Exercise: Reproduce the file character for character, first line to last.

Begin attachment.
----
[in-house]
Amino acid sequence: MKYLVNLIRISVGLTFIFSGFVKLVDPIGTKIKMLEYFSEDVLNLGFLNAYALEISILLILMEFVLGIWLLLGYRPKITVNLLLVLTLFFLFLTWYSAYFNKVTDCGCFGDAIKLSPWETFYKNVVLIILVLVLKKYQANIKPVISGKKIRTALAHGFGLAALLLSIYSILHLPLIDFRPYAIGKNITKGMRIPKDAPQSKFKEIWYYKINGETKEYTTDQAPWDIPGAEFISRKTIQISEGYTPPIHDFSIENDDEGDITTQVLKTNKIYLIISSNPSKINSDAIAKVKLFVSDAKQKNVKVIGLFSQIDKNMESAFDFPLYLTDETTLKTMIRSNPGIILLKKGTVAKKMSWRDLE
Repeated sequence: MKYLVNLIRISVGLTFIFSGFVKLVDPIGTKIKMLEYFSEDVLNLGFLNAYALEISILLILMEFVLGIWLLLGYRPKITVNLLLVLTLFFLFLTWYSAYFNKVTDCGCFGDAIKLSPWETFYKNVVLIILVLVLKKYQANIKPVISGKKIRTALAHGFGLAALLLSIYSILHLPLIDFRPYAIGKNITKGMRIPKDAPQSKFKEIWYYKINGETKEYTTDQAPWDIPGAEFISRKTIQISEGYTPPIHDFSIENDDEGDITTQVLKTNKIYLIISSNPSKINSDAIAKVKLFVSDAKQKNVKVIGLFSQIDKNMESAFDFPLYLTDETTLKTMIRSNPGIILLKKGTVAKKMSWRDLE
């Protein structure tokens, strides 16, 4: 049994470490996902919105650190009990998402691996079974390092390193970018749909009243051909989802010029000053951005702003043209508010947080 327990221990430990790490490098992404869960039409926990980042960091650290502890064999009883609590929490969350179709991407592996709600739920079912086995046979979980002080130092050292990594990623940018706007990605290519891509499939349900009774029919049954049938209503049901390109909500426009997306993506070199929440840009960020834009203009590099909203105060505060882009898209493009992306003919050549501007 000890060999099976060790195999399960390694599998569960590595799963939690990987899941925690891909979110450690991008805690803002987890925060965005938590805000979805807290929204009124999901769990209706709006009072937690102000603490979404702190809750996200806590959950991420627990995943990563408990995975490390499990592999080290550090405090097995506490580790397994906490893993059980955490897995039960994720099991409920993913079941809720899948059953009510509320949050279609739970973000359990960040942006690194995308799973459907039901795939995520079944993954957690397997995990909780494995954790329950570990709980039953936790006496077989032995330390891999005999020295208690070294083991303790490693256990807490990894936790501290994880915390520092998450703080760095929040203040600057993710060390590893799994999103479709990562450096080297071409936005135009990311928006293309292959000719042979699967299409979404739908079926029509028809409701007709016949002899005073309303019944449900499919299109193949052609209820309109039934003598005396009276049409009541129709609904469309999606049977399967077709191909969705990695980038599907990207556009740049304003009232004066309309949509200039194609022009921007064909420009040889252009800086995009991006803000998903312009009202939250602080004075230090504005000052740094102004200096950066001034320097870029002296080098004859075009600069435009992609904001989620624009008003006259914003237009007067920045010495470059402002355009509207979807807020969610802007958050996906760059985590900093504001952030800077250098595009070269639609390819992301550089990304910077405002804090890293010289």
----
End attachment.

[in-house]
Amino acid sequence: MKYLVNLIRISVGLTFIFSGFVKLVDPIGTKIKMLEYFSEDVLNLGFLNAYALEISILLILMEFVLGIWLLLGYRPKITVNLLLVLTLFFLFLTWYSAYFNKVTDCGCFGDAIKLSPWETFYKNVVLIILVLVLKKYQANIKPVISGKKIRTALAHGFGLAALLLSIYSILHLPLIDFRPYAIGKNITKGMRIPKDAPQSKFKEIWYYKINGETKEYTTDQAPWDIPGAEFISRKTIQISEGYTPPIHDFSIENDDEGDITTQVLKTNKIYLIISSNPSKINSDAIAKVKLFVSDAKQKNVKVIGLFSQIDKNMESAFDFPLYLTDETTLKTMIRSNPGIILLKKGTVAKKMSWRDLE
Repeated sequence: MKYLVNLIRISVGLTFIFSGFVKLVDPIGTKIKMLEYFSEDVLNLGFLNAYALEISILLILMEFVLGIWLLLGYRPKITVNLLLVLTLFFLFLTWYSAYFNKVTDCGCFGDAIKLSPWETFYKNVVLIILVLVLKKYQANIKPVISGKKIRTALAHGFGLAALLLSIYSILHLPLIDFRPYAIGKNITKGMRIPKDAPQSKFKEIWYYKINGETKEYTTDQAPWDIPGAEFISRKTIQISEGYTPPIHDFSIENDDEGDITTQVLKTNKIYLIISSNPSKINSDAIAKVKLFVSDAKQKNVKVIGLFSQIDKNMESAFDFPLYLTDETTLKTMIRSNPGIILLKKGTVAKKMSWRDLE
């Protein structure tokens, strides 16, 4: 049994470490996902919105650190009990998402691996079974390092390193970018749909009243051909989802010029000053951005702003043209508010947080 327990221990430990790490490098992404869960039409926990980042960091650290502890064999009883609590929490969350179709991407592996709600739920079912086995046979979980002080130092050292990594990623940018706007990605290519891509499939349900009774029919049954049938209503049901390109909500426009997306993506070199929440840009960020834009203009590099909203105060505060882009898209493009992306003919050549501007 000890060999099976060790195999399960390694599998569960590595799963939690990987899941925690891909979110450690991008805690803002987890925060965005938590805000979805807290929204009124999901769990209706709006009072937690102000603490979404702190809750996200806590959950991420627990995943990563408990995975490390499990592999080290550090405090097995506490580790397994906490893993059980955490897995039960994720099991409920993913079941809720899948059953009510509320949050279609739970973000359990960040942006690194995308799973459907039901795939995520079944993954957690397997995990909780494995954790329950570990709980039953936790006496077989032995330390891999005999020295208690070294083991303790490693256990807490990894936790501290994880915390520092998450703080760095929040203040600057993710060390590893799994999103479709990562450096080297071409936005135009990311928006293309292959000719042979699967299409979404739908079926029509028809409701007709016949002899005073309303019944449900499919299109193949052609209820309109039934003598005396009276049409009541129709609904469309999606049977399967077709191909969705990695980038599907990207556009740049304003009232004066309309949509200039194609022009921007064909420009040889252009800086995009991006803000998903312009009202939250602080004075230090504005000052740094102004200096950066001034320097870029002296080098004859075009600069435009992609904001989620624009008003006259914003237009007067920045010495470059402002355009509207979807807020969610802007958050996906760059985590900093504001952030800077250098595009070269639609390819992301550089990304910077405002804090890293010289």